1. What do you consider the greatest contributing factor to your success?
"I will have to say 'Ambition.'"
2. How much importance do you attach to an art education where the student intends to adopt cartooning as a profession?
"I will answer, 'Very little' except, 'Self-education.' I have never seen an artist educated in model-drawing much of a success in cartooning. As a professional, I am inclined to think that most people desiring to be cartoonists attach more importance to the drawing than they do to the humor."
3. What is your opinion of the average correspondence school?
"My answer is 'Nil.'"
4. How did you get your start?
"By camping on the doorsteps of all the art departments in San Francisco."
5. What general rule or advice would you give to the average beginner?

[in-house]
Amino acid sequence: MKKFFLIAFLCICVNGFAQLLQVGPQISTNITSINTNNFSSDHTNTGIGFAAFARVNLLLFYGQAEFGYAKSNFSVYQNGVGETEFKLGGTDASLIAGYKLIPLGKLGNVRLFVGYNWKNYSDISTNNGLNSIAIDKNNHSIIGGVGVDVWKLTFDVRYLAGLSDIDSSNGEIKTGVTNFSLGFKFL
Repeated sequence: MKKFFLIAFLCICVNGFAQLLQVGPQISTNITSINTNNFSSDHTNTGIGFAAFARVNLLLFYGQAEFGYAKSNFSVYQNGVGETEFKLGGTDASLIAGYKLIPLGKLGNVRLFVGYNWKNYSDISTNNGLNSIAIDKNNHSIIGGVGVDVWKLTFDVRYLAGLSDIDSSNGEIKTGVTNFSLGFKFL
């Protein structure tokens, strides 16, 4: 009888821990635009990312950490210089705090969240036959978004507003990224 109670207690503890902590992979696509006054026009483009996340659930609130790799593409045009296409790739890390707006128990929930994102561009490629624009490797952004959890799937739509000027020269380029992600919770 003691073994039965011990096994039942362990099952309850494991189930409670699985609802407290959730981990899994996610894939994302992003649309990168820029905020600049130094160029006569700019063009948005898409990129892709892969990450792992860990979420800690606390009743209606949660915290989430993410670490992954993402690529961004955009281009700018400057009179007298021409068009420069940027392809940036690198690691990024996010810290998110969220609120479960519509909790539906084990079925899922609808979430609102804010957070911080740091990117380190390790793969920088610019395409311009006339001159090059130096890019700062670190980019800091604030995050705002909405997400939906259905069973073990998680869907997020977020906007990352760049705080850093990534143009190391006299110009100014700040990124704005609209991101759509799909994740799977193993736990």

"To practice constantly and remember that humor goes further than a pretty drawing as far as cartoonists are concerned."
Now for some background about Fisher, from The Art of the Funnies:
Harvey goes on to describe Fisher buying a stable of racehorses, nightclubbing with beautiful showgirls, driving around in a Rolls Royce, marrying a countess he met on a voyage home from France (and divorcing her 4 months later), relocating whole rooms from European estates to his posh New York digs, relying on assistants to do most of his cartooning, and ending up in a lonely, squalid, Howard Hughes-like existence after alienating most of his friends and colleagues. When I think of his profligate cartoonist lifestyle, I can't help but recall this B. Kliban cartoon, which in Fisher's case was probably closer to the truth than Kliban intended:
See y'all next time!